And, obviously, being thoughtful about whether skyclad situations are a good fit for you at a particular point in your life. Which, really, is true for everyone.
If you want to try and get more comfortable with your body, you can try this exercise. (Only requires you and ideally a mirror.)
- Stand in front of the mirror if you can. Naked. (You don’t need to do it when anyone else is around if you’d rather not.)
- Look at yourself. Closely.
- Name at least 3 things you like about your body. It’s okay to start small, or to start with something like your eyes or your hair if that’s easier for you.
- Repeat. Every day for a week, if you can, but as often as possible if you can’t. Try not to repeat stuff (though you can repeat a part of your body.) Try going a month if you’ve done a week.
- Don’t just use your eyes: think about how you take in information (Do you love your sense of taste or smell? Do you really appreciate music? Do you love running fingers over velvet or silk?)
As a related exercise – when you’re out in public, look around, and see if you can think of something really beautiful about the people you’re looking at. Just one thing per person. (Just don’t be creepy about it: staring puts people off.)
And if you hear your friends putting themselves down because of what they look like – well, there’s a lot of resources out there about stopping fat talk.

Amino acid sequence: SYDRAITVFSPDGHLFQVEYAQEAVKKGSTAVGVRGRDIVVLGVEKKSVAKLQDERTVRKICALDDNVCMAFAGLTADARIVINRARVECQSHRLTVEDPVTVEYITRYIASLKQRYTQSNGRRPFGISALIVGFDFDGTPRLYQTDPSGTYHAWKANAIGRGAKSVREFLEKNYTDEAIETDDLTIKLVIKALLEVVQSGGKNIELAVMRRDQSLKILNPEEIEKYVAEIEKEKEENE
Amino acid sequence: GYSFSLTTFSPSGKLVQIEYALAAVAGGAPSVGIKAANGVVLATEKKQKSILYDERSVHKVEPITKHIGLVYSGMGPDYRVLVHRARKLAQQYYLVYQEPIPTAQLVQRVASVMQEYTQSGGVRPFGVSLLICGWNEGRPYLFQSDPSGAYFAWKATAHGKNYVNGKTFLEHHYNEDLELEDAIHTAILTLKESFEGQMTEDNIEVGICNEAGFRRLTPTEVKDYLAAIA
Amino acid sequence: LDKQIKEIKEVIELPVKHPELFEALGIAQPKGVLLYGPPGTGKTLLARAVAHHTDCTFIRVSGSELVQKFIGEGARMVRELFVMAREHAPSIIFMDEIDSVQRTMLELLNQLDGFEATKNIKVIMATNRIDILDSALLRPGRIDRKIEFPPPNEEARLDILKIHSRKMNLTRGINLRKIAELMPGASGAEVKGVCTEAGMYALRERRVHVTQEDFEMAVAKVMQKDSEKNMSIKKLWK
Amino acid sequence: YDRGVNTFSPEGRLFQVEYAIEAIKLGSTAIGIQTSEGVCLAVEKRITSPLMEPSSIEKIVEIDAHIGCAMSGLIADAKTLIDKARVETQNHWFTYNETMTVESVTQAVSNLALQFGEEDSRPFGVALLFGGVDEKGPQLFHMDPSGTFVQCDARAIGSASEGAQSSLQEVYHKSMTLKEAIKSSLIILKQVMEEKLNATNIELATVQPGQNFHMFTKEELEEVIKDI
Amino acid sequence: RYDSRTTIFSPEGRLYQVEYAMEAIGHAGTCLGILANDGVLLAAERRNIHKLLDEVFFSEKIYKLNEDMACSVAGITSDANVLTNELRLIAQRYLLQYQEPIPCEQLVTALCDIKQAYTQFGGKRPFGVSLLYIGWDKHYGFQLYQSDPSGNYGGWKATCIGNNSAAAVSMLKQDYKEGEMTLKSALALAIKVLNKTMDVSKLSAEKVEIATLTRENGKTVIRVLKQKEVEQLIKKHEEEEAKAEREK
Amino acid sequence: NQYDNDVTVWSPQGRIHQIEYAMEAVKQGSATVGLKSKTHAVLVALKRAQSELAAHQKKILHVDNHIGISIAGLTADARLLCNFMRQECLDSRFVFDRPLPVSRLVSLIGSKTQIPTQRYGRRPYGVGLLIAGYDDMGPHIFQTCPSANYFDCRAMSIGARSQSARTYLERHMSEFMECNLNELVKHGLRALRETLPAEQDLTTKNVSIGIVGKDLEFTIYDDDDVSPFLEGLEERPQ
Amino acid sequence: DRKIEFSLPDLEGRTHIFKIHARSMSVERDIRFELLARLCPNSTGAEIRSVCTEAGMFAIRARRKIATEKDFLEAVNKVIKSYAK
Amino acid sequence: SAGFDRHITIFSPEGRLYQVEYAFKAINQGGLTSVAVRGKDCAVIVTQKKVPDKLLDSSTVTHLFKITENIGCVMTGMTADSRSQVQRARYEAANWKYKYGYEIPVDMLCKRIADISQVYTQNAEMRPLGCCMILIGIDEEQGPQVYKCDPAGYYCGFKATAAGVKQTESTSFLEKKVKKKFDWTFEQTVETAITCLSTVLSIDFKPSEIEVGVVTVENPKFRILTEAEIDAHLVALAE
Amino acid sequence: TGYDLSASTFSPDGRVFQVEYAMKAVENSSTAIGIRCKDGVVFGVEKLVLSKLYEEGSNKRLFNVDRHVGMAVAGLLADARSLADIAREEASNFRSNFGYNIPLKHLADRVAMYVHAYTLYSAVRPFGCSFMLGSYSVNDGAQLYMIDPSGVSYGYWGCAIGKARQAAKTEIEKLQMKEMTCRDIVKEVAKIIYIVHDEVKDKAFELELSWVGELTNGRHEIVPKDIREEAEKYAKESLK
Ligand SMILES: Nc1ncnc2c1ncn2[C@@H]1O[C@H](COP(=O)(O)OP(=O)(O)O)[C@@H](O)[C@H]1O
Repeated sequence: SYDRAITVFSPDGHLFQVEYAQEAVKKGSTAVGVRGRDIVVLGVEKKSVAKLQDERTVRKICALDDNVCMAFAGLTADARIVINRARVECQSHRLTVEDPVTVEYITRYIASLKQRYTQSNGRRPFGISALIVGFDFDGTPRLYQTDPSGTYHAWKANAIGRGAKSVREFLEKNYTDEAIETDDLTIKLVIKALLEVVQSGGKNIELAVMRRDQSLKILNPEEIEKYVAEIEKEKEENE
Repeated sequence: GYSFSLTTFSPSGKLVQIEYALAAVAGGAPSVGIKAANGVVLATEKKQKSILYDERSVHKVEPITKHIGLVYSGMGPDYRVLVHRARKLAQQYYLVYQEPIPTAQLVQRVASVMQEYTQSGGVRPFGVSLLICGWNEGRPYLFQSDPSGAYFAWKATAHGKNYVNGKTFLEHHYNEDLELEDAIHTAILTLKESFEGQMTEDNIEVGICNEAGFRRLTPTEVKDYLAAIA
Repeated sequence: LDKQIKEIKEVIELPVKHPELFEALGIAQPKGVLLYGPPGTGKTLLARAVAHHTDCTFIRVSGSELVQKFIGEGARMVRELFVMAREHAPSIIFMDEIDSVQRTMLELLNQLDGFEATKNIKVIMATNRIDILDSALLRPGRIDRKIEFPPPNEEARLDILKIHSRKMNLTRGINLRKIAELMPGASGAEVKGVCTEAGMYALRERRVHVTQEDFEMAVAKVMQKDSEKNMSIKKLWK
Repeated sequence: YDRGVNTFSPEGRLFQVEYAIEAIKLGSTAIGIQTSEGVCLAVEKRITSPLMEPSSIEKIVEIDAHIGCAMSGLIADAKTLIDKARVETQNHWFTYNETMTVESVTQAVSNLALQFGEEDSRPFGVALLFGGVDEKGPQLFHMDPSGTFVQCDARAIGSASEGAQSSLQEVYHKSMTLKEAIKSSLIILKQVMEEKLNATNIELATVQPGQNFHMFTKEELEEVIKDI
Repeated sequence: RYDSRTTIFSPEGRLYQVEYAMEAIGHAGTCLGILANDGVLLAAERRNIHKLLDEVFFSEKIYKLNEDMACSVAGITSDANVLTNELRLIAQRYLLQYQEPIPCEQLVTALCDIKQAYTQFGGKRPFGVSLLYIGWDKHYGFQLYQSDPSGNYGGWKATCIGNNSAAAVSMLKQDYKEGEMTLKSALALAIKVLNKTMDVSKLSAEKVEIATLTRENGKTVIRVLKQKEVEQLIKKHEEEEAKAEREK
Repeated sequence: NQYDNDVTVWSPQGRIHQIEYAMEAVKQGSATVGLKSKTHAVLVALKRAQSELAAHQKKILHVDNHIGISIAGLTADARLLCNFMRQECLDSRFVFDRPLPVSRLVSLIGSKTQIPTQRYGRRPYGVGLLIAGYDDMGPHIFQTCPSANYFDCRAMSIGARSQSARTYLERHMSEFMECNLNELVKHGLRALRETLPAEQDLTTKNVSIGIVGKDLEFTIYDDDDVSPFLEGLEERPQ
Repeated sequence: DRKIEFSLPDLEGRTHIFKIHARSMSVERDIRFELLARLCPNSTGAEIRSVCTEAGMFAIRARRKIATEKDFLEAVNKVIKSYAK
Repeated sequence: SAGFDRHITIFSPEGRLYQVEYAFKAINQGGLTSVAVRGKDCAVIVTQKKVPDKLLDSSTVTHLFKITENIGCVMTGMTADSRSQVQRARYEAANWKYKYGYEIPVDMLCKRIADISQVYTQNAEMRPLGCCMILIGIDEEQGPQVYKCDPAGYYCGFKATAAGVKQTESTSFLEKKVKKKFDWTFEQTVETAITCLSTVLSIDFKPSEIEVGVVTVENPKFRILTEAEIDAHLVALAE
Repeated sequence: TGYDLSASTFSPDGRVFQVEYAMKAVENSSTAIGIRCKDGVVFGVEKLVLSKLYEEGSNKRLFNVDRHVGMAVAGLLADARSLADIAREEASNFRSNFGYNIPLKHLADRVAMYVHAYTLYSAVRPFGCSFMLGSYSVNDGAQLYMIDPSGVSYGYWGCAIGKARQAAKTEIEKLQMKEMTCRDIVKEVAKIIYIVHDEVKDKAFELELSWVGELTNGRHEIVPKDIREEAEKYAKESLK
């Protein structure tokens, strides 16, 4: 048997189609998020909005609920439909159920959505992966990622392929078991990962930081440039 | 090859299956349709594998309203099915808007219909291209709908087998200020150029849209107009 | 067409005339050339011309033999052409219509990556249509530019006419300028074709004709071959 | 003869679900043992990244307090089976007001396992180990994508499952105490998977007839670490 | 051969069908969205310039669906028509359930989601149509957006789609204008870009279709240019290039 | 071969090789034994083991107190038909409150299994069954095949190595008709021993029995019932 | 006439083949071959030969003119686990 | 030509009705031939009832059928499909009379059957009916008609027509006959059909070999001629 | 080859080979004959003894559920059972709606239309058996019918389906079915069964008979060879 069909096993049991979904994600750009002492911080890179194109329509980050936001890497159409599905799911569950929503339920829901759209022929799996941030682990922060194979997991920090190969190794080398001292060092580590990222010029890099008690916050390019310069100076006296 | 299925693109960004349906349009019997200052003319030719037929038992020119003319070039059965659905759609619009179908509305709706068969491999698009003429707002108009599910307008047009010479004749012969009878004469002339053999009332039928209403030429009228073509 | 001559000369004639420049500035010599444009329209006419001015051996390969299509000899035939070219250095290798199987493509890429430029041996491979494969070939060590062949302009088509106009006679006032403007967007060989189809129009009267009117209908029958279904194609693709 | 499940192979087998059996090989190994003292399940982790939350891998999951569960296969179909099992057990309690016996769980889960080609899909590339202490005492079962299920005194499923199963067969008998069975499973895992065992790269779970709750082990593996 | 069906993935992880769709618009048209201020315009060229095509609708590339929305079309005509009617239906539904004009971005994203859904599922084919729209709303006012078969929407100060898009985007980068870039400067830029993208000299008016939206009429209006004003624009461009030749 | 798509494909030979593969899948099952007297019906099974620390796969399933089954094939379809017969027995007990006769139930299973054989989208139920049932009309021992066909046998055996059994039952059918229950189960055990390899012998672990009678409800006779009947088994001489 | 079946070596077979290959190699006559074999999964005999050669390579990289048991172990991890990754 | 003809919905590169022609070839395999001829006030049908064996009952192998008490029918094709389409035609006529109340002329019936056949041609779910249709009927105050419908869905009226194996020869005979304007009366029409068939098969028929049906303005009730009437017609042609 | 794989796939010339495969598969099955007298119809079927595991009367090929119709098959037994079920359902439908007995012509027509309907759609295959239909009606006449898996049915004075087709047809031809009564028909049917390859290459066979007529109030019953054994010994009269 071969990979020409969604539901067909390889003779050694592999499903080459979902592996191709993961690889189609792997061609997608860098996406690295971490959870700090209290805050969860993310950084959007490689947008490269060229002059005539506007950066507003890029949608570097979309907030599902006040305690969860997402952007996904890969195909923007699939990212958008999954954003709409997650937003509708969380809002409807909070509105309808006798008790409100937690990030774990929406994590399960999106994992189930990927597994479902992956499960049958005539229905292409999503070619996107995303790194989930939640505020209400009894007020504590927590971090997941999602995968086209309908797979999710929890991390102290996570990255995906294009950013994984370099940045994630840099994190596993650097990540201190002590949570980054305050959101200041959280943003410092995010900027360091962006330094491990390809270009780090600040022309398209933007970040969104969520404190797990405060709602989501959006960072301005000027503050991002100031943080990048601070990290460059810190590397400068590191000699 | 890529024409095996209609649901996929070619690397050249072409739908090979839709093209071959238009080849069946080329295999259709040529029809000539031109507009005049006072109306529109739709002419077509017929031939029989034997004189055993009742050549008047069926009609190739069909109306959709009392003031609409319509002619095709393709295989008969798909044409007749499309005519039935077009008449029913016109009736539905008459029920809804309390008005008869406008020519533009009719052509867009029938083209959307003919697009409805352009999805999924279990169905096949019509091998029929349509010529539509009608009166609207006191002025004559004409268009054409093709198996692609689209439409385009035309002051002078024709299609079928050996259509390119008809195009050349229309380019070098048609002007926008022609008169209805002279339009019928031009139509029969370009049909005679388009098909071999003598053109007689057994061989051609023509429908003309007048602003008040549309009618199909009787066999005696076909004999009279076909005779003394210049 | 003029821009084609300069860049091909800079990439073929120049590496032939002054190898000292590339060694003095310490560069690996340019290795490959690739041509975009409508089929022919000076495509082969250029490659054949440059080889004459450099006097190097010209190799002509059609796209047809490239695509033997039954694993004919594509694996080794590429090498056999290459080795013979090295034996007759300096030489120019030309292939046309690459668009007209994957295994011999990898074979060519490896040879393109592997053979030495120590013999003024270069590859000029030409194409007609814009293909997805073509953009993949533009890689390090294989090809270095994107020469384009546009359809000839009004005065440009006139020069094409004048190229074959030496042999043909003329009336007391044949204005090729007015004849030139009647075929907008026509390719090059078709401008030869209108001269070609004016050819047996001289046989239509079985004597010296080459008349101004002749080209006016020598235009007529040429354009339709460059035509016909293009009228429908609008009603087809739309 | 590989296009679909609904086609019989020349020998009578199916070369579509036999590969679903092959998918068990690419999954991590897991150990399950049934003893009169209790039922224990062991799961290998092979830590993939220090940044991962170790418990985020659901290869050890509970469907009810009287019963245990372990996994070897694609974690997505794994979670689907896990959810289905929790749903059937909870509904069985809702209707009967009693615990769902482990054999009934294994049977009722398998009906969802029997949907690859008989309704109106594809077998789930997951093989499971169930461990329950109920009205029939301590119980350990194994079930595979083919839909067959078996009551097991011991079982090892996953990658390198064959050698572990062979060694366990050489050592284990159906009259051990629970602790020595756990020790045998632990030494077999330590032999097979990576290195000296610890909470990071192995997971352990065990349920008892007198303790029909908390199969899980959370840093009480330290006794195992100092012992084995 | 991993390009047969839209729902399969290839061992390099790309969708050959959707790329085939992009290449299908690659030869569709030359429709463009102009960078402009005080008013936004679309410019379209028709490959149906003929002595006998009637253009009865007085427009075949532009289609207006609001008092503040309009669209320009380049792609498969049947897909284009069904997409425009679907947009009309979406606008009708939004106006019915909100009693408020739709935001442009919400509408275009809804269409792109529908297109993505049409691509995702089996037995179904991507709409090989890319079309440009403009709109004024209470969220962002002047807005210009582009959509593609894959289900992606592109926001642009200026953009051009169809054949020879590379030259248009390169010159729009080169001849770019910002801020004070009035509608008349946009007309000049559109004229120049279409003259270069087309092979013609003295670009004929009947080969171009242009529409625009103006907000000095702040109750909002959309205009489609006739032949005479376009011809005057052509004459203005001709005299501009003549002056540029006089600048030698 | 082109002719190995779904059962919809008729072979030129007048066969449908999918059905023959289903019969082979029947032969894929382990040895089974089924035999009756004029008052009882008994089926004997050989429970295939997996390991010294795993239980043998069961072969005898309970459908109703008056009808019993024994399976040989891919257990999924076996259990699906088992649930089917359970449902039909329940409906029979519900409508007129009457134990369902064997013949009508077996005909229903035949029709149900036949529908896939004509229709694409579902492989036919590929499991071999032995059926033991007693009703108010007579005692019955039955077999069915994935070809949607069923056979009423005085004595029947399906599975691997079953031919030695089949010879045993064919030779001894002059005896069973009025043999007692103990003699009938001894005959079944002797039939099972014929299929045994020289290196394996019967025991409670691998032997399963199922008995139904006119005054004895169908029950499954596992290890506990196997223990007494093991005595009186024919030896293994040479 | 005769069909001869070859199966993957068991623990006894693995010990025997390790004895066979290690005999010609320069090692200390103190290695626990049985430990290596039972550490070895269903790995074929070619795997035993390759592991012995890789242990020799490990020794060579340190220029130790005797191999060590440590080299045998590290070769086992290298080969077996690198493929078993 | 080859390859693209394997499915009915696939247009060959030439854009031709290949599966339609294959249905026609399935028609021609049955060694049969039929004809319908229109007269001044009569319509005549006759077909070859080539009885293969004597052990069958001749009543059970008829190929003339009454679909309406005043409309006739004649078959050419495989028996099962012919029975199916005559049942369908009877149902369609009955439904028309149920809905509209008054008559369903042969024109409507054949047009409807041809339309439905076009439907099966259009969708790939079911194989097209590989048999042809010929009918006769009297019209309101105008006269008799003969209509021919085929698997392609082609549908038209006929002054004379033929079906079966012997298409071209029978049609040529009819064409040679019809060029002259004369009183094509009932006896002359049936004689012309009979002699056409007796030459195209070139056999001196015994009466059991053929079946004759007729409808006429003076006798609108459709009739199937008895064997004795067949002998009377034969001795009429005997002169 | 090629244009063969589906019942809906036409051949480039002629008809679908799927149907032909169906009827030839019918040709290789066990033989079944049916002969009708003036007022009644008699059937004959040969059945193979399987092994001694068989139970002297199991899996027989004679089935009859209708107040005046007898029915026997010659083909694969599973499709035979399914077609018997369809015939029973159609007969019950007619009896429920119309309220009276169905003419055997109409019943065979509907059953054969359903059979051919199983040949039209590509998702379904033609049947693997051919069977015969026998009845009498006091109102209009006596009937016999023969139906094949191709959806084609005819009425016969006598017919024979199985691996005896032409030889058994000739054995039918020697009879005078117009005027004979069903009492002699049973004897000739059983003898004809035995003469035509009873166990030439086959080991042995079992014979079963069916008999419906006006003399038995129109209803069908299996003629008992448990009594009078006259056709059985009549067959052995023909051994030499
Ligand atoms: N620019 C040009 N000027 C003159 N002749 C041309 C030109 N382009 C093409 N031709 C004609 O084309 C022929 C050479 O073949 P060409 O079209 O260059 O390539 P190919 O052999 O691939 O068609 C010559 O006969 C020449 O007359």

There are a couple of great books out there that get rave reviews for helping people look at body issues. Two Pagan-focused titles are Dianne Sylvan’s The Body Sacred (I’ve known Sylvan online for years) and Yasmine Galenorn’s Crafting the Body Divine. They take some different approaches, but both give some great ideas on getting more in tune with your body.
People trying to get in touch with joyful movement often love Gabrielle Roth’s Sweat Your Prayers, an approach to moving meditation that’s all about finding how your body wants to move.
I’ve also collected some starting resources about the ideas of health at every size and size-acceptance. They’re on a separate page, mostly for length reasons, but also so that people who want to take things slowly can.
Last edited December 26, 2016. Reformatted November 2020.